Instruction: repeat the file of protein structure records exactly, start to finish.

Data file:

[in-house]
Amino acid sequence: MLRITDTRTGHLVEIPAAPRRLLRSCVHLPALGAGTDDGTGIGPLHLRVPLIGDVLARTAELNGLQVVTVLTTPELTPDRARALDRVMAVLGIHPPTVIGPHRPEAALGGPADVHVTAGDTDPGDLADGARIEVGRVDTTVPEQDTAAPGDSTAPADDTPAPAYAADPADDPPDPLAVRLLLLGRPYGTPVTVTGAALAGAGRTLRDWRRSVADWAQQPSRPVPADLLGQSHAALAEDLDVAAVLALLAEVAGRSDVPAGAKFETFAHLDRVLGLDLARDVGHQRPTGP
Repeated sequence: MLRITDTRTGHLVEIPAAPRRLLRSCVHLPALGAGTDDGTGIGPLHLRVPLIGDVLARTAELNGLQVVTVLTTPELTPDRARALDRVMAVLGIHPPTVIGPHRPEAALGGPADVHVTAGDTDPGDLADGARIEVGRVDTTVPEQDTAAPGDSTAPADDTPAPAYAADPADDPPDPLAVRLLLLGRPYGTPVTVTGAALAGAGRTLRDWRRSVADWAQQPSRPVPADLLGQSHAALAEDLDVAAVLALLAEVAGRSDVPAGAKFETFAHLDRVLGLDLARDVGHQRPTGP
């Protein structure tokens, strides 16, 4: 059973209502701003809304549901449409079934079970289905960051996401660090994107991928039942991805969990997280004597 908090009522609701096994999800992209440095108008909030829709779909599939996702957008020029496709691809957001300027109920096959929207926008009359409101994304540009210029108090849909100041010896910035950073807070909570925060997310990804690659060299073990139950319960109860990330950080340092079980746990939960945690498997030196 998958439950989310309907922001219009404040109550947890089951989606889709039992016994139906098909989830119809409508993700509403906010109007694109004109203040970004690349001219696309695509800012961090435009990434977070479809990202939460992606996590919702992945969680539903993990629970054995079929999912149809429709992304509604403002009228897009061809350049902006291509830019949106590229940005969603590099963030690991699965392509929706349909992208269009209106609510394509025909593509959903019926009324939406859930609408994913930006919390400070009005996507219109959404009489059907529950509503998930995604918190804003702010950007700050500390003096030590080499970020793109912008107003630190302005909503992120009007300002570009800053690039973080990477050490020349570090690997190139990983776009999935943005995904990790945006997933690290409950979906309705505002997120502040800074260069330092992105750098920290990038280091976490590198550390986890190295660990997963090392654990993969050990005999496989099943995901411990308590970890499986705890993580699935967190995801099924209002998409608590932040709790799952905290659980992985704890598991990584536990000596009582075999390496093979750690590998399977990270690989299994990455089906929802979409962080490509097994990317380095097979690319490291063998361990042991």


[in-house]
Amino acid sequence: MLRITDTRTGHLVEIPAAPRRLLRSCVHLPALGAGTDDGTGIGPLHLRVPLIGDVLARTAELNGLQVVTVLTTPELTPDRARALDRVMAVLGIHPPTVIGPHRPEAALGGPADVHVTAGDTDPGDLADGARIEVGRVDTTVPEQDTAAPGDSTAPADDTPAPAYAADPADDPPDPLAVRLLLLGRPYGTPVTVTGAALAGAGRTLRDWRRSVADWAQQPSRPVPADLLGQSHAALAEDLDVAAVLALLAEVAGRSDVPAGAKFETFAHLDRVLGLDLARDVGHQRPTGP
Repeated sequence: MLRITDTRTGHLVEIPAAPRRLLRSCVHLPALGAGTDDGTGIGPLHLRVPLIGDVLARTAELNGLQVVTVLTTPELTPDRARALDRVMAVLGIHPPTVIGPHRPEAALGGPADVHVTAGDTDPGDLADGARIEVGRVDTTVPEQDTAAPGDSTAPADDTPAPAYAADPADDPPDPLAVRLLLLGRPYGTPVTVTGAALAGAGRTLRDWRRSVADWAQQPSRPVPADLLGQSHAALAEDLDVAAVLALLAEVAGRSDVPAGAKFETFAHLDRVLGLDLARDVGHQRPTGP
């Protein structure tokens, strides 16, 4: 059973209502701003809304549901449409079934079970289905960051996401660090994107991928039942991805969990997280004597 908090009522609701096994999800992209440095108008909030829709779909599939996702957008020029496709691809957001300027109920096959929207926008009359409101994304540009210029108090849909100041010896910035950073807070909570925060997310990804690659060299073990139950319960109860990330950080340092079980746990939960945690498997030196 998958439950989310309907922001219009404040109550947890089951989606889709039992016994139906098909989830119809409508993700509403906010109007694109004109203040970004690349001219696309695509800012961090435009990434977070479809990202939460992606996590919702992945969680539903993990629970054995079929999912149809429709992304509604403002009228897009061809350049902006291509830019949106590229940005969603590099963030690991699965392509929706349909992208269009209106609510394509025909593509959903019926009324939406859930609408994913930006919390400070009005996507219109959404009489059907529950509503998930995604918190804003702010950007700050500390003096030590080499970020793109912008107003630190302005909503992120009007300002570009800053690039973080990477050490020349570090690997190139990983776009999935943005995904990790945006997933690290409950979906309705505002997120502040800074260069330092992105750098920290990038280091976490590198550390986890190295660990997963090392654990993969050990005999496989099943995901411990308590970890499986705890993580699935967190995801099924209002998409608590932040709790799952905290659980992985704890598991990584536990000596009582075999390496093979750690590998399977990270690989299994990455089906929802979409962080490509097994990317380095097979690319490291063998361990042991």